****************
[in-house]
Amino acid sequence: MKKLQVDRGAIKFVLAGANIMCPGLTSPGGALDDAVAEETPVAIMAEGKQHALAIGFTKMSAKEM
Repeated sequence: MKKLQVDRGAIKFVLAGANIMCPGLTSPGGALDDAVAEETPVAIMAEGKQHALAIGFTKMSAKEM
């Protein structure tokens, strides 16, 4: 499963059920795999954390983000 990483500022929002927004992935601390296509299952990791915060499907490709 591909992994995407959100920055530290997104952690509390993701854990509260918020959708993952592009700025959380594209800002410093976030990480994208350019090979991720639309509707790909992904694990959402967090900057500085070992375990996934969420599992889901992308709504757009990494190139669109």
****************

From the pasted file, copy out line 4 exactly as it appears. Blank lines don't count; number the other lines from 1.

């Protein structure tokens, strides 16, 4: 499963059920795999954390983000 990483500022929002927004992935601390296509299952990791915060499907490709 591909992994995407959100920055530290997104952690509390993701854990509260918020959708993952592009700025959380594209800002410093976030990480994208350019090979991720639309509707790909992904694990959402967090900057500085070992375990996934969420599992889901992308709504757009990494190139669109």